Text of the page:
We always get lots of questions about silicones, as they are in so many products and are of ongoing concern to many curly-haired consumers. I thought this month we could tackle a couple of those questions in a quick, practical manner (hopefully) to aid in the seemingly never-ending process of ingredient scrutiny and product selection.

Which Silicones are Water Soluble?

It is difficult to actually rank the silicones in order of water solubility, simply because they are usually either soluble or not. Most silicones are water insoluble due to being non-polar, but there are a few that are chemically modified in order to render them more compatible with water. The following table lists the main types of silicones found in hair care formulations. It also indicates whether or not they are water soluble and includes which surfactants can be used to ensure good removal of the silicone from the hair. Studies have found that the water-insoluble silicones show no appreciable buildup when a shampoo containing one of the recommended surfactants was used.


Silicone

Water soluble?

Recommended cleansing agents

Dimethicone

No

SLS, SLES, cocamidopropyl betaine, cocobetaine, ALS, or ALES

Dimethiconol

No

SLS, SLES, cocamidopropyl betaine, cocobetaine, ALS, or ALES

Phenyl Trimethicone

No

SLS, SLES, cocamidopropyl betaine, cocobetaine, ALS, or ALES

Amodimethicone

No

SLS, SLES, cocamidopropyl betaine, cocobetaine, ALS, or ALES

Cyclomethicone

No

cocamidopropyl betaine, cocobetaine, other mild surfactants, or conditioner washing

PEG-modified dimethicone

Yes

cocamidopropyl betaine, cocobetaine, other mild surfactants, or conditioner washing

Dimethicone copolyol

Yes

cocamidopropyl betaine, cocobetaine, other mild surfactants, or conditioner washing

MORE: Water Soluble Silicones 101

Why are Silicones Used in Hair Products?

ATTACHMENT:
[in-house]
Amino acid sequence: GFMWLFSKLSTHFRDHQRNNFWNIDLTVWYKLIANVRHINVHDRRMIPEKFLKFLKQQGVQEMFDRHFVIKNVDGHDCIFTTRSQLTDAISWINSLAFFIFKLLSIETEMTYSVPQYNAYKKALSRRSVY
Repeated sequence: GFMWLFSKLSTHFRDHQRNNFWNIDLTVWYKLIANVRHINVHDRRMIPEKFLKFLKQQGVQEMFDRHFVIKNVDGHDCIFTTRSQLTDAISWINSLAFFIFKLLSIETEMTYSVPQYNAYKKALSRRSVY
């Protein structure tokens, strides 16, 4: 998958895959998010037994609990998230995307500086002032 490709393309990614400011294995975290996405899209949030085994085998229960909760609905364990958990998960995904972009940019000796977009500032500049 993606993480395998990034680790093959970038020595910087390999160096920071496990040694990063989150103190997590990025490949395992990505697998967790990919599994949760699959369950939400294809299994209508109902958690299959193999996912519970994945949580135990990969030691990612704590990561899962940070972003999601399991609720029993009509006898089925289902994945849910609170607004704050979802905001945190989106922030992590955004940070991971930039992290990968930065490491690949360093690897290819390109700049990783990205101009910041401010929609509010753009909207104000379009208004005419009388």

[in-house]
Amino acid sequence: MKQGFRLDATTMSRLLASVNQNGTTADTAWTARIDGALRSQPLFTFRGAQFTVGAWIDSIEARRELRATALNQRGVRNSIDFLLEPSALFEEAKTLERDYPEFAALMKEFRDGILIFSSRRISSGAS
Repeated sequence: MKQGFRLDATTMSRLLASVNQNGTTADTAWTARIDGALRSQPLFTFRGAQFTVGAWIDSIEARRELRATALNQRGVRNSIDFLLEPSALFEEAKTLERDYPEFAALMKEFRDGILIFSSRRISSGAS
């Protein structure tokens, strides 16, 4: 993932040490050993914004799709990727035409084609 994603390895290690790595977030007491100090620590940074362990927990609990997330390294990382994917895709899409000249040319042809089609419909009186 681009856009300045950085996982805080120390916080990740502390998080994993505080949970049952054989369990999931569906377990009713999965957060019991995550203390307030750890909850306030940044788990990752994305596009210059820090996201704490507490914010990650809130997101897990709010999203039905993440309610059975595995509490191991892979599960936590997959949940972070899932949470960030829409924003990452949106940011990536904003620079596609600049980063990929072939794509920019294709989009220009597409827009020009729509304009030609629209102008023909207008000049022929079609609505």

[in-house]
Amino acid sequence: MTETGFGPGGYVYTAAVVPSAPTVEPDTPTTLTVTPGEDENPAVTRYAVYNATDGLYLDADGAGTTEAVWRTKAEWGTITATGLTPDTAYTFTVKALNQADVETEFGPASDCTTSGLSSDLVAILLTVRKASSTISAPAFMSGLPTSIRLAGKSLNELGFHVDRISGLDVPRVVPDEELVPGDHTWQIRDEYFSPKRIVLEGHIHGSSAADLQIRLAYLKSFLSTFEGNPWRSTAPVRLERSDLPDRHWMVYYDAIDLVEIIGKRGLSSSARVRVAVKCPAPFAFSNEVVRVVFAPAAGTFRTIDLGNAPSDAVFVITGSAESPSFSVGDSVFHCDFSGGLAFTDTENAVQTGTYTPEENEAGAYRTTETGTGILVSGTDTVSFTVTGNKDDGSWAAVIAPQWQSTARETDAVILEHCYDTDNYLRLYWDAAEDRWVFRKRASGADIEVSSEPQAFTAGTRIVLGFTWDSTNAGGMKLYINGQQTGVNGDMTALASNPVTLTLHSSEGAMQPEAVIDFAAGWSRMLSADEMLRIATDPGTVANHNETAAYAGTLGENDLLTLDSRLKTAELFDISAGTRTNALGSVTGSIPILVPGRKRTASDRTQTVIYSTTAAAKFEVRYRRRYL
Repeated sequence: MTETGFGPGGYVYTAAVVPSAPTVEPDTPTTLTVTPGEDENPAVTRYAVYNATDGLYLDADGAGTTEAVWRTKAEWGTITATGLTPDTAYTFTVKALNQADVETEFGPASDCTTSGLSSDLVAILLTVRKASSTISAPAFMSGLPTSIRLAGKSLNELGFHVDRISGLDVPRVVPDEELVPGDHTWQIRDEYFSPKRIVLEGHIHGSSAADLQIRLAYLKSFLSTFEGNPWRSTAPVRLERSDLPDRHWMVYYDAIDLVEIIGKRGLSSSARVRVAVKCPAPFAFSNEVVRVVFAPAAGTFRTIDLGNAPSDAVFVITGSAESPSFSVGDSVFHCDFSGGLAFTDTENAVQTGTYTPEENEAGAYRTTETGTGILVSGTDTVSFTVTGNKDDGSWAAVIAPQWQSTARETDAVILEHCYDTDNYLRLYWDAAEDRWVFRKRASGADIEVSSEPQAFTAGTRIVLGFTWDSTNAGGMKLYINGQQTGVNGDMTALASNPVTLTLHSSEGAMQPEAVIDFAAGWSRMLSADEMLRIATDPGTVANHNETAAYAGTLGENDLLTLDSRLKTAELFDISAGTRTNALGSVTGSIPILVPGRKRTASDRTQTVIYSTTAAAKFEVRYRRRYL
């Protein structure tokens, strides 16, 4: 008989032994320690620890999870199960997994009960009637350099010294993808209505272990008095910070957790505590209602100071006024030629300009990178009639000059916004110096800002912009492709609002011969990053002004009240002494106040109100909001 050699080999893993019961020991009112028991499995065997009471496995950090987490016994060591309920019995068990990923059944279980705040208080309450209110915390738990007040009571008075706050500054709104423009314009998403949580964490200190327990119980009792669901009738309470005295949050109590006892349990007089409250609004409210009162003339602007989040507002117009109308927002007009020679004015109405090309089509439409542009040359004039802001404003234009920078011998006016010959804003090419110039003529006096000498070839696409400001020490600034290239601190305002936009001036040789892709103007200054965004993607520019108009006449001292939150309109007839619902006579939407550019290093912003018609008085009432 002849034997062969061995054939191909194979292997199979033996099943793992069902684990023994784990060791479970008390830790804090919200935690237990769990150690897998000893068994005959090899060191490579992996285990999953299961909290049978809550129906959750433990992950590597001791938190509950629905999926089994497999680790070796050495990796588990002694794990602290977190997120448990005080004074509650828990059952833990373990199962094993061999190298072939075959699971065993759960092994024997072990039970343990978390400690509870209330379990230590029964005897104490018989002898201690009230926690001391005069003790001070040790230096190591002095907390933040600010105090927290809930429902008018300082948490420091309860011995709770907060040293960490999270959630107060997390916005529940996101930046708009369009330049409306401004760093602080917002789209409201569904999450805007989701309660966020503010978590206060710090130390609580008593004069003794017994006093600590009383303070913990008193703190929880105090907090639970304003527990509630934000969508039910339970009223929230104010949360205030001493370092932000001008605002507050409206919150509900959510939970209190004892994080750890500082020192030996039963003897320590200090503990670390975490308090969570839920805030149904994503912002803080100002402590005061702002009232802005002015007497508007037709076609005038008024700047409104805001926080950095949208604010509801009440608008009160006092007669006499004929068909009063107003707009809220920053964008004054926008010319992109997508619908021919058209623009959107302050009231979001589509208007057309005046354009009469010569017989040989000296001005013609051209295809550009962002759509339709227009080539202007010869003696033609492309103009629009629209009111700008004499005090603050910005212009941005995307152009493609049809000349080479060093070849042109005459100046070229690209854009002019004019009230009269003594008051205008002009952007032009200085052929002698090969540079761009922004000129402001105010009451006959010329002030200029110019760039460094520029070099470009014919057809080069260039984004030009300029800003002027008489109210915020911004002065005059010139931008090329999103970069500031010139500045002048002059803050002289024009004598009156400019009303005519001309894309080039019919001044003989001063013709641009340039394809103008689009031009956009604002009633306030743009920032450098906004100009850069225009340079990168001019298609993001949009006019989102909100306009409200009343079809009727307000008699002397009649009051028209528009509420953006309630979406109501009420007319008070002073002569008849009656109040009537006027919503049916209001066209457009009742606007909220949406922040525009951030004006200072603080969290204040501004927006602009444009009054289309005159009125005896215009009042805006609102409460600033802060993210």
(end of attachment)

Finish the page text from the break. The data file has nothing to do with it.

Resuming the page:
Many currently available shampoos include silicones in the ingredient list. These additives act as conditioning agents, due to their ability to deposit onto the surface of the hair and form a film during the rinsing phase of the shampooing process.* This helps moisturize the hair by replacing oils stripped from the hair by the cleansing agents in the shampoo. Initially these were marketed as two-in-one products, but now they are found in a wide variety of products, especially as new properties are discovered, such as the ability of some silicones to enhance hair color retention. The inclusion of other oils in a shampoo can have a similarly moisturizing effect.

One interesting thing to note is that a published study in the Journal of Cosmetic science reports finding that the presence of cationic polymer (polyquaternium-10, in this study) significantly decreased the buildup of dimethicone on the hair over time.** The presence of these cationic polymers also enhances the deposition of the silicone onto the surface of the hair. Due to this synergy between the two types of ingredients, they will often be used together by formulators in shampoos.

Silicones offer many benefits, both to the hair care product formulator and the end-user. Careful reading of labels and understanding which silicones require occasional removal with surfactant-containing shampoos can allow the consumer to enjoy all of the good effects of silicones (softness, shine, better color retention, increased manageability), while suffering none of the ill effects of build-up.


MORE: Silicone Free Hair Products


* Marchioretto, S., "Optimizing the Use of Silicones in Haircare Products”, Dow Corning Europe, 1998

** Gruber JV; Lamoureux BR; Joshi N; Moral L, J.Cosmetic Sci; 2004, 52 (2), 131-136, "The use of x-ray fluorescent spectroscopy to study the influence of cationic polymers on silicone oil deposition from shampoo"